I thought I was done learning the lesson after the first miscarriage.  I thought the voice I heard was the final voice.  I dusted myself off pretty quickly, and took some refuge in the idea that my body was capable of getting pregnant (though it fucking sucks when the random well-meaning person uses that line to distance themselves from your pain.)

But it would happen again and feel infinitely more painful the second time around (I laid that experience to bare in a previous post and don’t feel the need to rehash it here.)

Miscarriage is one of many sorrows that women bare alone.  A deep grief that is so common and yet we remain utterly silent about it’s existence.  Now that I am 19 weeks pregnant and unable to hide my protruding belly from the world, I make a point to talk about miscarriage to pretty much anyone who feels the need to comment on my pregnancy.  For me, the two storylines– of loss and life–are inextricable.  When the random co-worker naively squeals, “you are pregnant! How exciting!”  After experiencing multiple miscarriage, “excitement” is an emotion you access with great hesitation. So, I usually respond with, “well, it has been a long journey.  I had tow miscarriages.” 

Pregnancy after miscarriage

I am pretty sure the 4.5 month old baby inside of me moved for the first time this morning.  I felt a percussive thump that was distinct from a gas bubble moving through my abdomen as I lay in bed enshrouded in a billowy, white pregnancy pillow.   

Pregnancy after miscarriage is a tenuous state.  I didn’t want let myself think about childbirth until about 2 weeks ago when Sugar and I toured a maternity ward and interviewed a midwife.  A few weeks before that, I was talking to Farmer Bob, who is also pregnant, about birth options and said “you know I am just not interested in child birth,” which couldn’t be further from the truth.  What I meant to say was, “I am still scared I might not even give birth,” but saying that was too hard.

Planning a birth requires a certain kind of imagination I don’t quite have access to just yet.  I am working on this part of my brain though, the part that allows me invest some mental currency in a positive expectation—a vision of an idealized outcome that is wholly out of your control.    

The massive identity shift that is pregnancy (and of course motherhood) is landscape I am still learning how to navigate.  I imagine 2019 will be filled with all sorts of musing on this topic.      

We bought a house.

But we aren’t home owners.  That’s the myth.  The bank owns the house, but now we can bust open closets and mount tree branches to the walls with reckless abandon.  The truth is I don’t feel a greater sense of permanence or stability paying mortgage as opposed to paying a landlord.  Perhaps this is a byproduct of living through the housing crisis.  Yet, I can imagine my unborn child playing on the play structure with kids like Anitra and Damariah and feel like I might finally be building a space where I can stay for awhile.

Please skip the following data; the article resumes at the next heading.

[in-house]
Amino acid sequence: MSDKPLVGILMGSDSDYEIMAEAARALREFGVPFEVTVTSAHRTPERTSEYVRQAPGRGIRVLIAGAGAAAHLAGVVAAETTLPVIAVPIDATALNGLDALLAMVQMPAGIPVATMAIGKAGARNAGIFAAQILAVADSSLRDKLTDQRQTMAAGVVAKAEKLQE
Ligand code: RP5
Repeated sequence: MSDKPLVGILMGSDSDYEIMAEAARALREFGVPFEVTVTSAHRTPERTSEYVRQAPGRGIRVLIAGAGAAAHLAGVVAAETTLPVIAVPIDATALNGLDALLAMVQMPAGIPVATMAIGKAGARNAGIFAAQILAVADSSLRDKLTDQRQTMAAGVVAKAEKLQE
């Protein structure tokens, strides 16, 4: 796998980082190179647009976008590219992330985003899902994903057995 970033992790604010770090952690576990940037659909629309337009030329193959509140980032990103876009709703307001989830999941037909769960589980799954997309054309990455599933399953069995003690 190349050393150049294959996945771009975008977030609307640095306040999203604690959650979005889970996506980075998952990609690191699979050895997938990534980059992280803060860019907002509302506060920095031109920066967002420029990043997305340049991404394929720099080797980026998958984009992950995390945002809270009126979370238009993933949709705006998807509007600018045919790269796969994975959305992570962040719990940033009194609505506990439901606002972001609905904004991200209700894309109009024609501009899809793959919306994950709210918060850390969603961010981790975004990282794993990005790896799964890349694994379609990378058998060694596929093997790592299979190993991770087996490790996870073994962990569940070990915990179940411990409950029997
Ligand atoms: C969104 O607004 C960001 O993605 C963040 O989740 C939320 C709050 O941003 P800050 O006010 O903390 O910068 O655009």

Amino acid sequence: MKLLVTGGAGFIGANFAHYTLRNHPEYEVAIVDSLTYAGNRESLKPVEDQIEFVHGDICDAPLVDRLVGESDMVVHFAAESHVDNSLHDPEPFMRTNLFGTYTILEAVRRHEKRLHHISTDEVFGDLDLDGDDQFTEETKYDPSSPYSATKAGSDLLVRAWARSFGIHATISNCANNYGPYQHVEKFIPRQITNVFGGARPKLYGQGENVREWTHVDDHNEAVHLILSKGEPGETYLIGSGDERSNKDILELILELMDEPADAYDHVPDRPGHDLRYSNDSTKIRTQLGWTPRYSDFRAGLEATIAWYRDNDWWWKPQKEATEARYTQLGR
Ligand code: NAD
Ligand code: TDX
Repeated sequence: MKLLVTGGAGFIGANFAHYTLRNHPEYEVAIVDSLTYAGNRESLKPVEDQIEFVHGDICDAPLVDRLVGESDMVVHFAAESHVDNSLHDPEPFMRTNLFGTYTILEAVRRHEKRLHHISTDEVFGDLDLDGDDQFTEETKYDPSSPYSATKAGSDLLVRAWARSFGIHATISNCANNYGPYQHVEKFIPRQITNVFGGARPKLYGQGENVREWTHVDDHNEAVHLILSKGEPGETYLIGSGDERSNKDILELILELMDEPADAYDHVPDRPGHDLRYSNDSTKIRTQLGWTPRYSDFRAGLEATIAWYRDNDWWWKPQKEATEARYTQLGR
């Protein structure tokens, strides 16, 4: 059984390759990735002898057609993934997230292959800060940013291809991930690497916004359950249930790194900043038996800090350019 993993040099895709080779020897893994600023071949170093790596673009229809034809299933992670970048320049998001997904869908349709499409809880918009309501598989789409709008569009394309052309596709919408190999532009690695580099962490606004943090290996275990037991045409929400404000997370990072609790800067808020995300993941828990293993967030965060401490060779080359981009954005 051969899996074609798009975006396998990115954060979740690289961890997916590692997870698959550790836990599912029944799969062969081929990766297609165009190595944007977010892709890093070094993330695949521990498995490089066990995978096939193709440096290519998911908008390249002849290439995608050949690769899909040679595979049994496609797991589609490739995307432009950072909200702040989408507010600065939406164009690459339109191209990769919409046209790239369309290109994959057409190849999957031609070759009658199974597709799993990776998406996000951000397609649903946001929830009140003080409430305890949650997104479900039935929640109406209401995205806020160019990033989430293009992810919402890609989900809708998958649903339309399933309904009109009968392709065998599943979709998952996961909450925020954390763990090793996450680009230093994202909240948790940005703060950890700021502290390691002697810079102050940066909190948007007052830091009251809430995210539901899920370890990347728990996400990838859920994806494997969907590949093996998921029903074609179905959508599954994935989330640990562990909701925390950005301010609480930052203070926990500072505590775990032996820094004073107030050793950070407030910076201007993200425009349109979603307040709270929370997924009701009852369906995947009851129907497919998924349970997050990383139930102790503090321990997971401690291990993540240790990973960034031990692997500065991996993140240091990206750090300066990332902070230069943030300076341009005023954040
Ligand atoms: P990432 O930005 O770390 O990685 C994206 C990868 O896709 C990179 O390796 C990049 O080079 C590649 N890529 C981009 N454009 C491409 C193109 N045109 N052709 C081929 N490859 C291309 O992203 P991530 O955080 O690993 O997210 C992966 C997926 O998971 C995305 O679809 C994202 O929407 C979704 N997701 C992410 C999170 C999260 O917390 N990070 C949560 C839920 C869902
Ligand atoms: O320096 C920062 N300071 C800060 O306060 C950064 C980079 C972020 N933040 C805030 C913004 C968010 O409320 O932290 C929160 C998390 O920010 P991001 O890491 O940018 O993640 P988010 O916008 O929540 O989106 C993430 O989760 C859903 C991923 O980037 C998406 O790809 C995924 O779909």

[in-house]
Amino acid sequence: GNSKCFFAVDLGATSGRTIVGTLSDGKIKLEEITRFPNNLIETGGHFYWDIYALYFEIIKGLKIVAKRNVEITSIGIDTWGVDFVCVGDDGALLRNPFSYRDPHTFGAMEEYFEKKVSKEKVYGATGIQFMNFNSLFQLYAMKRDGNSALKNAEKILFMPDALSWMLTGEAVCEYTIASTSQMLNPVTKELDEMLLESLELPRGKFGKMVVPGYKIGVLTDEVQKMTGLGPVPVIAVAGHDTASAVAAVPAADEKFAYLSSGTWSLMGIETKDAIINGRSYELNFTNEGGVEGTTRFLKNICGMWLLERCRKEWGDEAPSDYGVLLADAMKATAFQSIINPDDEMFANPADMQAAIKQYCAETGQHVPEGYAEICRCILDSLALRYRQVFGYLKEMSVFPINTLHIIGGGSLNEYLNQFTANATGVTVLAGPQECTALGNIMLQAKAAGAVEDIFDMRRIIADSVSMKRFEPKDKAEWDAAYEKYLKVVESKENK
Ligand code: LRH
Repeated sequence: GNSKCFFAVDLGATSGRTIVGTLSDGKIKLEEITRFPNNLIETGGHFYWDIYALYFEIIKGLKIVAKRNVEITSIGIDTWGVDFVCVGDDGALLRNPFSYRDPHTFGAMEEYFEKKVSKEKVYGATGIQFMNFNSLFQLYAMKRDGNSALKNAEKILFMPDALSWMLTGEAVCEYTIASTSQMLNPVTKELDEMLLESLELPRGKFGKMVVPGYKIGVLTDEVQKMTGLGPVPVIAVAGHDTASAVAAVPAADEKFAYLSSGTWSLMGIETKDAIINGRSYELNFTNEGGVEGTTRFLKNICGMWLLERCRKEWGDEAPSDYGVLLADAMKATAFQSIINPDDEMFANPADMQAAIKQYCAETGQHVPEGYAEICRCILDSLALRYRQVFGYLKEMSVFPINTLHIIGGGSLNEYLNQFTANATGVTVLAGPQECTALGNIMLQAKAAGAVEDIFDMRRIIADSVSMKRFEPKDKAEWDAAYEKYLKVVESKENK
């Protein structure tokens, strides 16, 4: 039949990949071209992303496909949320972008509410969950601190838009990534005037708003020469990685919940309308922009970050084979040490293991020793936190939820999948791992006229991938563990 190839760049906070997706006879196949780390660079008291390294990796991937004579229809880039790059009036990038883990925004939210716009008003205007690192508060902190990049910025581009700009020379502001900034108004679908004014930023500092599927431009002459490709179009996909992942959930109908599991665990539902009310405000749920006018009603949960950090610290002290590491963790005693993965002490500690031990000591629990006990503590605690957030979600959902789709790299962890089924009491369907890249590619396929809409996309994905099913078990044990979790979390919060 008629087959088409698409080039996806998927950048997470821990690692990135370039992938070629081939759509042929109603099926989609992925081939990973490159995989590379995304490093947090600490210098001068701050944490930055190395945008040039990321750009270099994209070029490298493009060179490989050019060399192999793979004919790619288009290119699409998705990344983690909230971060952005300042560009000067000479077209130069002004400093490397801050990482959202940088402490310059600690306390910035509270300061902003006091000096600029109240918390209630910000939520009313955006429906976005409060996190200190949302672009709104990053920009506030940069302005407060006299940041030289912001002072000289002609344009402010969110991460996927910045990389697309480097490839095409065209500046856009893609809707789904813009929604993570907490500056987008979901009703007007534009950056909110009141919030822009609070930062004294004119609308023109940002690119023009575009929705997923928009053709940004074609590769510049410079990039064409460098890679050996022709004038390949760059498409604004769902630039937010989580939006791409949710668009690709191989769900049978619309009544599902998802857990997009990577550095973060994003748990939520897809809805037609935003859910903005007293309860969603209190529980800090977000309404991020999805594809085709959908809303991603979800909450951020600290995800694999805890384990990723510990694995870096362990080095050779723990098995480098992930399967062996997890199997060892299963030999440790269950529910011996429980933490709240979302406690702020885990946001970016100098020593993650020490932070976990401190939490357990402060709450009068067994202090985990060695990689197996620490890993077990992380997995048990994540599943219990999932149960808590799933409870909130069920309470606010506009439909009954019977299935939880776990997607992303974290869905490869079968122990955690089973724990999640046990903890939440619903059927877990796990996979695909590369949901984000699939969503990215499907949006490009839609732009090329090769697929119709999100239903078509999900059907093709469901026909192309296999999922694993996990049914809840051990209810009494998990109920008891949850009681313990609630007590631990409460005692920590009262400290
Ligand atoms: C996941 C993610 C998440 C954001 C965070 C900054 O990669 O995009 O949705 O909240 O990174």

A murder and a science experiment

A high school student creates a science project positing that whites and North Asians have a higher IQs than black, latinos and south Asians.  He uses this logic to justify the disproportionate representation in the honors program at his high school.  It’s both a rupture and media shitstorm.  Ann Coulter comments.  CNN picks up the beat.  A month later, on March 18th, Stephon Clark was murdered by police in his grandmother’s backyard—shot six times in the side and back.

I spent weeks shutting down freeways and stadiums.  Screaming and dancing in the street riding my bicycle from demonstration to demonstration.  The DA built a fence around her office to keep protesters out.  There was a barbecue on her front lawn everyday for months.  After the science experiment, I talked to 700 high school students about race relations on their campuses and in the community. 

By standing in the middle of these fires and learning how to listen, bear witness and make space.

Elders passed away

Elders passed away this year.  My grandmother, Mamique, my therapist of five years and Sister Claire, my AA co-sponsor, all passed away this year.  I was never close to my grandparents so the feeling of losing an elder is foreign to me—a pain I watched others experience but could never really grasp.  Sister Claire passing changed that.  I sit with her every morning and feel her smiling down on me from up there in the clouds.

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Some intentions for the new year:

2019 may bring the loss of jobs, the birth of a child and the reimagining of life and self in some fundamentally new ways.  The challenge for me is to let go, learn what it means to have hope and trust that there is a greater plan and meaning to all of this.